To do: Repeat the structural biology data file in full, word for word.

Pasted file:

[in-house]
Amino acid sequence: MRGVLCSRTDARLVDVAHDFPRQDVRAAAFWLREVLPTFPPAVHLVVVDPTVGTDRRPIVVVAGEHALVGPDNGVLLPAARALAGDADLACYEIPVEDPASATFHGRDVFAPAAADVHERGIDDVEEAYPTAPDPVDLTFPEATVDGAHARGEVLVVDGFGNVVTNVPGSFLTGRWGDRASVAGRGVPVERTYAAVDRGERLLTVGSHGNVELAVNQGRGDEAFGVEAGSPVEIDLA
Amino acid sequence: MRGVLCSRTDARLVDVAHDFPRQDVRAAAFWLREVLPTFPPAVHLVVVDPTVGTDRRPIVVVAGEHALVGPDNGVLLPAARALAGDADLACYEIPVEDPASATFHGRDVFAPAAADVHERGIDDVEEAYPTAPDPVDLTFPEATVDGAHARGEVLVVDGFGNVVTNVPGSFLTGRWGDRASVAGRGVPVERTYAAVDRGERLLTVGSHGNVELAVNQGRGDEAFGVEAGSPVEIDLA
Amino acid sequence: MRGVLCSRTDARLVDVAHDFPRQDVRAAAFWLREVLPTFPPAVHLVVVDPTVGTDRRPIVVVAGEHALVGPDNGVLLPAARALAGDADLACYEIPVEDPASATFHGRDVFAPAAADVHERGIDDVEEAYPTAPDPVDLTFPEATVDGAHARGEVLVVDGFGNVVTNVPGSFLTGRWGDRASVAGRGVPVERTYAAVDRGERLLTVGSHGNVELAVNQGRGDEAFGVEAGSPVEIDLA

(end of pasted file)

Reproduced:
[in-house]
Amino acid sequence: MRGVLCSRTDARLVDVAHDFPRQDVRAAAFWLREVLPTFPPAVHLVVVDPTVGTDRRPIVVVAGEHALVGPDNGVLLPAARALAGDADLACYEIPVEDPASATFHGRDVFAPAAADVHERGIDDVEEAYPTAPDPVDLTFPEATVDGAHARGEVLVVDGFGNVVTNVPGSFLTGRWGDRASVAGRGVPVERTYAAVDRGERLLTVGSHGNVELAVNQGRGDEAFGVEAGSPVEIDLA
Amino acid sequence: MRGVLCSRTDARLVDVAHDFPRQDVRAAAFWLREVLPTFPPAVHLVVVDPTVGTDRRPIVVVAGEHALVGPDNGVLLPAARALAGDADLACYEIPVEDPASATFHGRDVFAPAAADVHERGIDDVEEAYPTAPDPVDLTFPEATVDGAHARGEVLVVDGFGNVVTNVPGSFLTGRWGDRASVAGRGVPVERTYAAVDRGERLLTVGSHGNVELAVNQGRGDEAFGVEAGSPVEIDLA
Amino acid sequence: MRGVLCSRTDARLVDVAHDFPRQDVRAAAFWLREVLPTFPPAVHLVVVDPTVGTDRRPIVVVAGEHALVGPDNGVLLPAARALAGDADLACYEIPVEDPASATFHGRDVFAPAAADVHERGIDDVEEAYPTAPDPVDLTFPEATVDGAHARGEVLVVDGFGNVVTNVPGSFLTGRWGDRASVAGRGVPVERTYAAVDRGERLLTVGSHGNVELAVNQGRGDEAFGVEAGSPVEIDLA